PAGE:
My only gripe is probably the weather, although that doesn't seem to bother me anymore and is much more preferable to some hot hellhole like Australia (lived there and NZ, lots of Brits head to these places but the geographical isolation and complete lack of culture really gets to people, even the uncultured ones - and the house prices in both these countries is worse than the UK!).

The UK is what you make it.

If you don't like the under class then get a better job, study or whatever and move to an affluent area, trust me you rarely see them and you can happily exist in a comfortable middle class bubble surrounded by respectable folk. Don't watch the trashy chav TV either, that can bring you down too.

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I had a big reason, small family which helps make the move and I’m only 10,000KM’s away from them or 12 hours or approx £1,000 (all factors)

The reasons to move away from UK are many, complex and very individual

One thing that has helped my change is paying approx one third of the price for my home in SA compared to the UK

Its not the most important thing in life for sure, but IMO far too many people in UK are so badly affected by house prices, the knock on effect is ridiculous

Well this is what it mostly comes down to I think. There's no escaping the devastating effect of unaffordable housing. It's the single biggest expense for most people, and it's a life changer. If you can't afford a home, you literally face a 2nd rate life dealing with relative poverty IMO.

For me it was always an easy decision anyway. I wanted to leave the UK long before it dawned on me how f*cked I really was staying here. I travelled as a kid, and once your eyes are opened there's no going back. Add to that in my family it's very normal to live abroad. My own parents worked in the middle east, my sister works and travels all over the world. One cousin lives in SA, another in Canada, and another in Ireland. I have other relatives in Portugal also.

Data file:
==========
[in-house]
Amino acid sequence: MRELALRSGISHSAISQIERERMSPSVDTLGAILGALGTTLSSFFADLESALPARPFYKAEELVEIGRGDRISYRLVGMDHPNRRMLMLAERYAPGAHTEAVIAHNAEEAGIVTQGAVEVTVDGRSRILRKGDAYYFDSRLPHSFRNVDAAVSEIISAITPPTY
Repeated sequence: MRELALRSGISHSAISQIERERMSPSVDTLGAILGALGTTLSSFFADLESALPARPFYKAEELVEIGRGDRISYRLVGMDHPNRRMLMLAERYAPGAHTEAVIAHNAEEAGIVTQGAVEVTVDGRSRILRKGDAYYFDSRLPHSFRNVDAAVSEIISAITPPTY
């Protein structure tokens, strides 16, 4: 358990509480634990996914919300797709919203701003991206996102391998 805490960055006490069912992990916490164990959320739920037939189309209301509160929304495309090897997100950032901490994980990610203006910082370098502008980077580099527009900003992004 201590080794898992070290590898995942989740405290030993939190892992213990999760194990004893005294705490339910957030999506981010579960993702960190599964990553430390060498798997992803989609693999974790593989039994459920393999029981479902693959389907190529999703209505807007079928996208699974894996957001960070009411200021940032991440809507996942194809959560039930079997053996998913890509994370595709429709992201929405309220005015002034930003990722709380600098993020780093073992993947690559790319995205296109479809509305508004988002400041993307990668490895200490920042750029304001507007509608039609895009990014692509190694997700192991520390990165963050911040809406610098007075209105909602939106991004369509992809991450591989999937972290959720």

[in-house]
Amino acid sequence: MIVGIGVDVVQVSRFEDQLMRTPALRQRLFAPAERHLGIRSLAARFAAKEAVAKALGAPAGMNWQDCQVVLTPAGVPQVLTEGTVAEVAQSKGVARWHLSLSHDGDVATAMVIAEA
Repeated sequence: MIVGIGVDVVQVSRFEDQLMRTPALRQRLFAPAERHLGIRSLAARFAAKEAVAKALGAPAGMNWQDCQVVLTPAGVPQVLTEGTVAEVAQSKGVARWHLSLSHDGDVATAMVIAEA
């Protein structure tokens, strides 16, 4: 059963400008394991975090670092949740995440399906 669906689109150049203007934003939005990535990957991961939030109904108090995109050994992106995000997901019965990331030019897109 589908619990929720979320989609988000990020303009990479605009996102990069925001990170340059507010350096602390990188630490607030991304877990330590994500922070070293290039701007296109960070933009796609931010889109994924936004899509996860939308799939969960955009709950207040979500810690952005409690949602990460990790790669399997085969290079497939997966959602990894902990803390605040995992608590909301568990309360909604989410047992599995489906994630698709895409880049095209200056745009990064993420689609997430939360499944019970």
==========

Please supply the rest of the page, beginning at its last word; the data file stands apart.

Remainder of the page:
So really it's no big deal. In reality you're always just a plane flight away, and these days video calls are so easy. Do your sums and realise buying a house outright will improve your financial outlook so much that the cost of a flight becomes an irrelevance ;)

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You too for sure – as long as you can put up with the cold and I love Scotland but being a ‘soft southerner’ I struggle with the cold, in fact thinking about Cape Town is about as far south as you can go before reaching the Antartic

Gated communities etc, are a reality in some parts of SA for sure, but not where I live

A bit like the part of Scotland where you live bears no relation to London, Manchester or Birmingham, even though it’s still in the UK

You said you spent time overseas in the forces – a straight question - not trying to catch you out, but have you ever been to South Africa?

No, you have me there. Just 2nd hand accounts from friends etc. The only service time I had in Africa was a 6-week deployment to Somalia to learn from the yanks, their air transportation techniques were far superior to ours at the time. I've also been to Morocco for a holiday, nice a bit hot B)

Edited by AThirdWay

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First off, I need to be clear, I'm not keen on 30C+ temperatures, and not overly fussed about rain (I've been waterproof so far!).

In the end, it can be expressed in two sentences. My family and friends are here, kith and kin. Secondly, and it's something you either understand or you don't, I'm Scottish to the core, and no ar$e in the world will take that away from me.

Hope that makes sense!

Makes perfect sense, although would you agree that your lifestyle (meant with envy - not sarcasm) is not typical of the bulk of the UK population?

My brother in law is Scottish BTW, from your neck of the woods

Funnily enough most Blacks in South Africa are quite nice apart from the ones that want to shoot us - some things never change, no matter where in the World you live